- Select an architect with green building and LEED experience: Having an experienced architect that is a champion of reaching LEED goals is the most important step for success, Mr. Simpson said.
- Hold an eco-charrette: This is a pre-design meeting where the design team, building owners and occupants, facilities managers, and other stakeholders come together to set the green building goals by working through the LEED scorecard and discussing the inherent trade-offs and synergies between different approaches.
- Maximize utility incentives: Engage utility representatives as early as possible to make sure you maximize the technical and financial support that is available. Grey Wolf Hall earned $103,000 in utility incentives.
- Conduct a LEED training with contractors: The green building advisor conducts a half-day training with the general contractor and other members of the project team to make sure that everyone is informed about LEED project requirements and roles for managing documentation. Nearly 100% on the construction waste from Grey Wolf Hall was recycled or reused onsite.
- Monitor progress and revisit the LEED scorecard: The Department of General Administration’s LEED quality assurance process requires project managers to submit status reports and LEED scorecards at several stages during design and construction. This is an opportunity to identify if there are any problem areas that may benefit from lessons learned on previous projects.
With these best practices in their tool-box, the motivated and patient project team at Everett completed a building that they could be proud of and one that exceeded their initial green building goals. To read more about the green building program at the Department of General Administration visit http://www.ga.wa.gov/EAS/green/ or contact:
Stuart Simpson, CEM, LEED AP
Green Building Advisor
Dept. of General Administration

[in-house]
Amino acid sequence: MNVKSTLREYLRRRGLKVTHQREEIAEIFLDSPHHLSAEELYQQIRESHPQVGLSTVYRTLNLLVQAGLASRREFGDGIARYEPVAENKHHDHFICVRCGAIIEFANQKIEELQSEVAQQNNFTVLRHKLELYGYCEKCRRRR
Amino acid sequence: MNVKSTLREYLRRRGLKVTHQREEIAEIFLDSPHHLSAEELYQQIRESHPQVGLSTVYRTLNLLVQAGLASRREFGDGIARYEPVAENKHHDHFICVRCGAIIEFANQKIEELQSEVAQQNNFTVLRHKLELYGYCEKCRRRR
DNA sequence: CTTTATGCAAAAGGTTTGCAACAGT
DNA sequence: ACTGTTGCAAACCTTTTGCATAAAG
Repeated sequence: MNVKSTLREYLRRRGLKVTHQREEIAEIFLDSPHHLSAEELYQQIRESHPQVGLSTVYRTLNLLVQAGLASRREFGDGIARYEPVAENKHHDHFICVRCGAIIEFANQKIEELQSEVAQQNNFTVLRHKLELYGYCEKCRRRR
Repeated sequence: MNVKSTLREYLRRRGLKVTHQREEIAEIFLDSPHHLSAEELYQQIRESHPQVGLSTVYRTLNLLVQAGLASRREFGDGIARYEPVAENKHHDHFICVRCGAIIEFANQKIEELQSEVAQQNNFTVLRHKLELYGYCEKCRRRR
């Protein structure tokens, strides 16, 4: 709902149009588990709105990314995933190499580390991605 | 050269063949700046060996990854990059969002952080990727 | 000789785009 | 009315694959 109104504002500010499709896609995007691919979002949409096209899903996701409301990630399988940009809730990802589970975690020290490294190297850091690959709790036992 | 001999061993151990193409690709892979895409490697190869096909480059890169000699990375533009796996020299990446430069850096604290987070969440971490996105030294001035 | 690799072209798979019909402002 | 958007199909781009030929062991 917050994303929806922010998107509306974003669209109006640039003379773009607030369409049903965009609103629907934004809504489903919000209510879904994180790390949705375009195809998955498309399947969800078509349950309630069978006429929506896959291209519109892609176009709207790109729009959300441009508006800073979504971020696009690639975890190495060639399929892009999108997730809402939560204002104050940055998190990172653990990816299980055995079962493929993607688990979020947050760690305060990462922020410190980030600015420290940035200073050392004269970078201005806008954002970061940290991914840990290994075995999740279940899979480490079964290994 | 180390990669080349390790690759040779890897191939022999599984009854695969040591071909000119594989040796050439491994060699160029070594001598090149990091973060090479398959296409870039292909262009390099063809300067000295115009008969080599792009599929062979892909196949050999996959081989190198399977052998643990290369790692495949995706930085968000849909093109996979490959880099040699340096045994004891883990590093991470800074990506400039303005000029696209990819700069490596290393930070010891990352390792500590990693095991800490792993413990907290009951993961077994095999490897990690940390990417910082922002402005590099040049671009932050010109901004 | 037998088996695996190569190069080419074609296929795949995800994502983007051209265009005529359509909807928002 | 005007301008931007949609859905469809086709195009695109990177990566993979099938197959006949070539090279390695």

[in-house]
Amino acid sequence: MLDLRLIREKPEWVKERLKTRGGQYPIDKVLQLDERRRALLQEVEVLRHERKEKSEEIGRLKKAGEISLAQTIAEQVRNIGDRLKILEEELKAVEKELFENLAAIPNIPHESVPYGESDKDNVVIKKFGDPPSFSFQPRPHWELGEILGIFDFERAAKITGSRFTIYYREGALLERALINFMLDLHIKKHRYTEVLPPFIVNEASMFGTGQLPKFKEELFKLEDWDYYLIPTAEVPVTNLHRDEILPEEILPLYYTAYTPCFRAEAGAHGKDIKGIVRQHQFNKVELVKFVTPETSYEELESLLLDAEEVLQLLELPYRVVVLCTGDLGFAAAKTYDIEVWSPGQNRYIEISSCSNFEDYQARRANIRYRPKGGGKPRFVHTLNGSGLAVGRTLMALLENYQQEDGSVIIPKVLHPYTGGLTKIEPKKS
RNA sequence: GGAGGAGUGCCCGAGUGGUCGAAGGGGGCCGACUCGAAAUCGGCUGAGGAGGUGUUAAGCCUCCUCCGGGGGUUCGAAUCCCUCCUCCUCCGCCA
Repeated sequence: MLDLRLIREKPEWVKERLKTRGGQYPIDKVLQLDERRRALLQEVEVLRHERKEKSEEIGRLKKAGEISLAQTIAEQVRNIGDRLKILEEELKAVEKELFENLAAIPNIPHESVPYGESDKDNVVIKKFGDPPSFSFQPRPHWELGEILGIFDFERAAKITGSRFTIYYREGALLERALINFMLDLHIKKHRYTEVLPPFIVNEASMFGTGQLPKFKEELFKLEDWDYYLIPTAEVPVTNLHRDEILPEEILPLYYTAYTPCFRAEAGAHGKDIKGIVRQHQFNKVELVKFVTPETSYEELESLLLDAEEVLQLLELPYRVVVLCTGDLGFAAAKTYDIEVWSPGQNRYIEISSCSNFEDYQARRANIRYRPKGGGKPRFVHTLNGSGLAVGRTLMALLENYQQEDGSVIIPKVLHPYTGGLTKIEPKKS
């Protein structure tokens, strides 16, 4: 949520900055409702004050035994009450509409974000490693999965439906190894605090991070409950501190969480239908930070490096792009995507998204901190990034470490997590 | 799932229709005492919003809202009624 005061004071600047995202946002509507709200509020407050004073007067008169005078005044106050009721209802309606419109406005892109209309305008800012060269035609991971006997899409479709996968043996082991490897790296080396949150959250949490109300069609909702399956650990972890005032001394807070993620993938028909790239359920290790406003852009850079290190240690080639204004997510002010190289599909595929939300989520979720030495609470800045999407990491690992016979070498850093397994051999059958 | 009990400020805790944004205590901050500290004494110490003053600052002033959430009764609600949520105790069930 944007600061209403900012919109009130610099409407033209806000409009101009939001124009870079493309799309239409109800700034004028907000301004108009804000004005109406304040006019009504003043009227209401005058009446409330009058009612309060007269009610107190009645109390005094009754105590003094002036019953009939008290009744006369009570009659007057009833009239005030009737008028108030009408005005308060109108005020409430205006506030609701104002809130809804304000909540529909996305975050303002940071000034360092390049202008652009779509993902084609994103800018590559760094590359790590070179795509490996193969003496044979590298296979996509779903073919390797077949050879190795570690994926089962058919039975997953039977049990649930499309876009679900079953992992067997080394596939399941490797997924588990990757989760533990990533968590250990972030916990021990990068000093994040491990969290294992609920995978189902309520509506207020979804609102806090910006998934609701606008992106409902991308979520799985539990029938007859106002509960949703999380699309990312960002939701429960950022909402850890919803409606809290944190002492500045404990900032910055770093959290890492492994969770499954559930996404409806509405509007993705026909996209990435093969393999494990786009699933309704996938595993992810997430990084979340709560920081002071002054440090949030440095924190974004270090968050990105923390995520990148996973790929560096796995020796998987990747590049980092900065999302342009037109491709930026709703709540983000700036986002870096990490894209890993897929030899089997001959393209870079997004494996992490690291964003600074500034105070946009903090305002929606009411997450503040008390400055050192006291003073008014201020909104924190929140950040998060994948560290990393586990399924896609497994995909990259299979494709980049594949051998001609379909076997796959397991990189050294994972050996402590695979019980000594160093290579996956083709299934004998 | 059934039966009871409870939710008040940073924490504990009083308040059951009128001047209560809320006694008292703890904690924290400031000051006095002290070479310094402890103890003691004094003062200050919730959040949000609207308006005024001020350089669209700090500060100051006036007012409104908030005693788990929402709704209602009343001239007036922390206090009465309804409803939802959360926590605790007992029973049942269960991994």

From The Desk Of
Joan Kelsch, Environmental Planner
Arlington County, Virginia
Arlington’s Green Building Density Incentive Program
Ten years after launching our green building bonus density program for commercial development, Arlington made big changes. The program allows most large office or high-rise residential buildings to apply for a small amount of additional usable space in exchange for achieving LEED certification. Given Arlington’s commitment to smart growth, transit-oriented development and general environmental awareness, the incentive program for private development proved to be a successful way to encourage environmentally responsible construction.
The original program provided a bonus density incentive to new office buildings achieving LEED Silver certification. Between 2000 and 2003, only one building chose to participate, so we expanded the program in 2003 to include all types of large development (office, high-rise residential and mixed-use projects) and allowed increasing density amounts for progressively higher levels of LEED certification.
Between December 2003 and December 2008, our County Board approved 24 buildings as part of the green building bonus density program, and many have started construction. Of these, two projects have been completed and successfully achieved their LEED certification. The 24 buildings that were approved with the LEED bonus represent 55% of approved commercial office space and 24% of approved residential units. About half the projects committed to LEED Certified and half to LEED Silver, with one LEED Gold and one Platinum project.